Oil production Oil companies Companies such as make the bulk of their money from the “upstream” business: the exploration and production of oil. BP reported earlier this week that it had earned $6.8bn upstream out of a total profit of $8.5bn in the three months to March 31. Saudi Arabia is the biggest oil exporter in the world and rising oil prices have swollen government coffers. Exploiting oil is relatively cheap in Saudi – less than $3 for a $70 per barrel price, and it's all controlled by the state. Last year the country made $133.5bn out of oil and spent $74.8bn on things like education ($18.7bn) and health ($7.2bn), according to figures from the Centre for Global Energy Studies. It also spent on defence: $38.5bn, some of which goes to Britain to pay for BAE systems jets. Some of the $57.1bn surplus in 2005 went to pay off the enormous Gulf War One debt Saudi ran up. The rest? US Treasury bonds and other capital markets including shares of UK stock-listed companies. The princes take personal commissions on big trade deals and their money – estimated in total at $1trillion – is invested in all sorts of assets including London property. Dubai, like other members of the UAE, has put its money into becoming a centre of finance, trade and tourism. Dubai Ports World recently bought one of Britain's best-known companies, P&O. Nigeria has become the first African nation to pay off its outstanding debts using oil revenues: it paid $4.5bn to Paris Club creditors last week. In Nigeria, private oil companies such as Shell pay for the cost of finding oil and then pay a royalty tax to the government. Venezuela is using its newfound wealth in quite different ways. Hugo Chavez, the left-wing president of Venezuela, is promoting a massive new social reform programme. He is also selling oil at knock-down rates to Latin American neighbours in a bid to separate them from Washington's political orbit.$5.9 billion, Value of oil produced globally in a day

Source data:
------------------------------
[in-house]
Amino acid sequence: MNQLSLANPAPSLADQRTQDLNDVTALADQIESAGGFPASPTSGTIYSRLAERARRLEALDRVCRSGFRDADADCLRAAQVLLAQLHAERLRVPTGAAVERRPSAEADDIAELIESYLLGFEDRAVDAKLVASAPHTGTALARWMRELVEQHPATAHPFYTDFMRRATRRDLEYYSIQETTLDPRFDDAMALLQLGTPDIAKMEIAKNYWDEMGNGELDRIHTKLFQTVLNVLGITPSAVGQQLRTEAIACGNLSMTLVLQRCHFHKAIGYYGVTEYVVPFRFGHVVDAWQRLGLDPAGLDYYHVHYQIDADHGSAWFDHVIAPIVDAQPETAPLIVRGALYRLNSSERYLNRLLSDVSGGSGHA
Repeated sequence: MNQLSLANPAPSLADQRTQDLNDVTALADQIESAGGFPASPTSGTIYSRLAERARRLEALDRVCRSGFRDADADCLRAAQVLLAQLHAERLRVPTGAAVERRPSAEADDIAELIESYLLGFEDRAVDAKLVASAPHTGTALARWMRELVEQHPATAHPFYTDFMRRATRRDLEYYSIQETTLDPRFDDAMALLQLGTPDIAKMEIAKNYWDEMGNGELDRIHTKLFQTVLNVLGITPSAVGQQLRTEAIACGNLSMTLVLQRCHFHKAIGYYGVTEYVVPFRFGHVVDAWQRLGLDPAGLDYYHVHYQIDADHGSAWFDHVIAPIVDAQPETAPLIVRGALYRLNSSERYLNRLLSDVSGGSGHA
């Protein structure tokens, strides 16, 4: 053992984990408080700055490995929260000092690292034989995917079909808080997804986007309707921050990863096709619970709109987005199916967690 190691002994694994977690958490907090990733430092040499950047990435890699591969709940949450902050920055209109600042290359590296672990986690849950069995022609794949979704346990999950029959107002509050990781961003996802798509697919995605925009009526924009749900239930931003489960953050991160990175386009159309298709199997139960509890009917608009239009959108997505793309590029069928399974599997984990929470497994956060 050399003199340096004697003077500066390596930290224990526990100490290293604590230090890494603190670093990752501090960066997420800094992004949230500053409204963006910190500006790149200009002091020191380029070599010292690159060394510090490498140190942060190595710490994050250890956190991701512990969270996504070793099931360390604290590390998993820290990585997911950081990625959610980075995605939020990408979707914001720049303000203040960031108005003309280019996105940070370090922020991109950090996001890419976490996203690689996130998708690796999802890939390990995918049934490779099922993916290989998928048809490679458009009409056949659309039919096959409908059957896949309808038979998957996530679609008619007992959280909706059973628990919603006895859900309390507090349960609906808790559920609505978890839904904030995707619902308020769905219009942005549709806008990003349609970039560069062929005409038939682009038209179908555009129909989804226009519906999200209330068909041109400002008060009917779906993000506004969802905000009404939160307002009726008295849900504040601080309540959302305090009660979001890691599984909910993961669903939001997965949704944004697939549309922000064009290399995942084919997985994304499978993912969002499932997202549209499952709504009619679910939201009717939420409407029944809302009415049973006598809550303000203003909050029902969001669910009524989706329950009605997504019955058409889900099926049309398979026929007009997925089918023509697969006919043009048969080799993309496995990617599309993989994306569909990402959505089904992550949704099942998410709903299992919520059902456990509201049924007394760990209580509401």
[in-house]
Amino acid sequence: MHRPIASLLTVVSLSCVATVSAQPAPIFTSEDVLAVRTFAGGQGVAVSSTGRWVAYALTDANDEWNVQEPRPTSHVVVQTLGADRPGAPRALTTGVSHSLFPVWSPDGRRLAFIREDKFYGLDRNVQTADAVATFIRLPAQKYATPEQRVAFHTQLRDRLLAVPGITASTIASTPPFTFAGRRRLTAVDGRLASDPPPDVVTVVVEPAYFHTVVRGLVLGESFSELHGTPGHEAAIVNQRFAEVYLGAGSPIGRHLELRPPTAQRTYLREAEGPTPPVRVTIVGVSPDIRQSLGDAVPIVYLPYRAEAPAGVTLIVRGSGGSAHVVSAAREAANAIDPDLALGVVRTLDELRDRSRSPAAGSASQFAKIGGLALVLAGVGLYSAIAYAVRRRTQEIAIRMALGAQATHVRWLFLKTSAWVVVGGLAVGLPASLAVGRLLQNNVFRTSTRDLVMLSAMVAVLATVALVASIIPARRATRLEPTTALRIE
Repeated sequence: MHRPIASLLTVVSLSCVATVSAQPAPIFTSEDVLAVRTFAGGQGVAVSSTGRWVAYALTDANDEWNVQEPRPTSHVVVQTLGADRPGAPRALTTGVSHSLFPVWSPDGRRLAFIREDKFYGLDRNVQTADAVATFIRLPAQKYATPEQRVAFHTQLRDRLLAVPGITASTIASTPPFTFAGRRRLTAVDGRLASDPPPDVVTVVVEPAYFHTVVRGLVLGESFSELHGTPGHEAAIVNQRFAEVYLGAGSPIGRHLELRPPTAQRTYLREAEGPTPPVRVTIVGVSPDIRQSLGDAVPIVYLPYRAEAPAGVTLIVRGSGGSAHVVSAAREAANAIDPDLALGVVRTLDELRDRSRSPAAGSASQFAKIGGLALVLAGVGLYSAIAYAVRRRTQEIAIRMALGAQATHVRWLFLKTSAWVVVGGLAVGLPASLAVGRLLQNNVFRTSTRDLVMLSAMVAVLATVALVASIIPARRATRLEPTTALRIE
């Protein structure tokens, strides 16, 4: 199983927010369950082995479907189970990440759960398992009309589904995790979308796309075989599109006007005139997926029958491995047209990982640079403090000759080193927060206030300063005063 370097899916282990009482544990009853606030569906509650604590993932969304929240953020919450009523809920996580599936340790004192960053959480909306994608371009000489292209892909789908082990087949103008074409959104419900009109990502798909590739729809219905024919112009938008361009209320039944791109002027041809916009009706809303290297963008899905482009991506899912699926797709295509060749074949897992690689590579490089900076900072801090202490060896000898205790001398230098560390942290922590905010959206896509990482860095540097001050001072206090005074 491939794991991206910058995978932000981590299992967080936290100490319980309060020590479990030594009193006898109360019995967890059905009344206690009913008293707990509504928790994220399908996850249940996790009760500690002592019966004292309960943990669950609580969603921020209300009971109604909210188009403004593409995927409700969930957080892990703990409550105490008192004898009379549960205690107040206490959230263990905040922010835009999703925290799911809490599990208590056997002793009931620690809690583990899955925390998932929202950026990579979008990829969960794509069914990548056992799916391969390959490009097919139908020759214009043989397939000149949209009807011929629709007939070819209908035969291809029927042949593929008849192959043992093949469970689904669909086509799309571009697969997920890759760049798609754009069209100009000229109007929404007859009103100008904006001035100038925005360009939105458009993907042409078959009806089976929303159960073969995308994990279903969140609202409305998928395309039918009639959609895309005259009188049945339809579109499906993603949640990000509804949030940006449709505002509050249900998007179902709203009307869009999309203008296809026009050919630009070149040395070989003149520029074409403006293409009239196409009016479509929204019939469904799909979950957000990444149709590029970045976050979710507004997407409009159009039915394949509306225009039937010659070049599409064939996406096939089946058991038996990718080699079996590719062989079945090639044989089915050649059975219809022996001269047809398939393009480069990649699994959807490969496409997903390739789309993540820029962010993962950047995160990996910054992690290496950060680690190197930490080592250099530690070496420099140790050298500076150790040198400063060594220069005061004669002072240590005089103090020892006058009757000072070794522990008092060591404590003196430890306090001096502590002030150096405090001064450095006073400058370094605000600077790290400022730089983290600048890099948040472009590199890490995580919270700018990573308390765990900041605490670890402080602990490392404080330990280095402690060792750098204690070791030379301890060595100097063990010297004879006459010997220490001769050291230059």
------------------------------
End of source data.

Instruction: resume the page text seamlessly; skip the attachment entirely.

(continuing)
Massive demand for oil around the world has helped fuel the biggest shipping boom in history. Noone has yet secured the recognition of the former maritime magnates such as Onassis and Niarchos but Greeks – and Norwegians – still control the bulk of the world's tankers. The new figures of Greek shipping are men such as Loucas Haji-Iaonnou (father of easyJet founder Stelios), plus the Angelicoussis and Livanos families. Norwegian shipowner John Fredriksen is probably the nearest thing nowadays to Aristotle Onassis but he favours a low profile and is not someone who likes to be seen at society gatherings. Fredriksen has been spending some of his millions in Britain – he did once own London's most expensive property in Chelsea. Shipowners like the usual millionaire baubles such as fast cars, yachts and Impressionist paintings.But many love shipping and historically pile much of their money into even more vessels, fuelling over-capacity and bringing boom cycles to the inevitable bust. Overordering is happening right now. Owners – including and the other oil companies – can make $6m on one cargo carried on a typical longhaul journey from Saudi Arabia to the US east coast. The price of vessels has shot up due to heavy demand and it can cost up to $140m now to build a new one. A typical supertanker can carry 2m barrels of oil and at $70 per barrel this means a ship is moving a cargo worth $140m. Big insurance premiums have to be paid to cover the ships and cargos meaning large revenues for Lloyd's of London.
$84 million, Daily cost of oil transportation read more

THE NEW YORK TIMES: Many Friends Help Open New Orleans Fest

Many Friends Help Open New Orleans Fest


Published: April 29, 2006

NEW ORLEANS, April 28 — Of course Bob Dylan had the appropriate songs when he headlined the first day of the 37th New Orleans Jazz and Heritage Festival, a celebration of New Orleans culture where Hurricane Katrina was on everyone's mind.

Skip to next paragraph Ozier Muhammad/The New York Times

Henry and Katie Alpert, a newlywed couple, dance during Bob Dylan's set at the festival.

Readers’ Opinions

Forum: Popular Music


As Li'l Walter Cook and the Creole Wild West perform onstage at Jazzfest, a band member, Vincent Carter, takes the show into the crowd. read more

MarketWatch: Petrobras completes purchase of Shell Colombia assets

MarketWatch: Petrobras completes purchase of Shell Colombia assets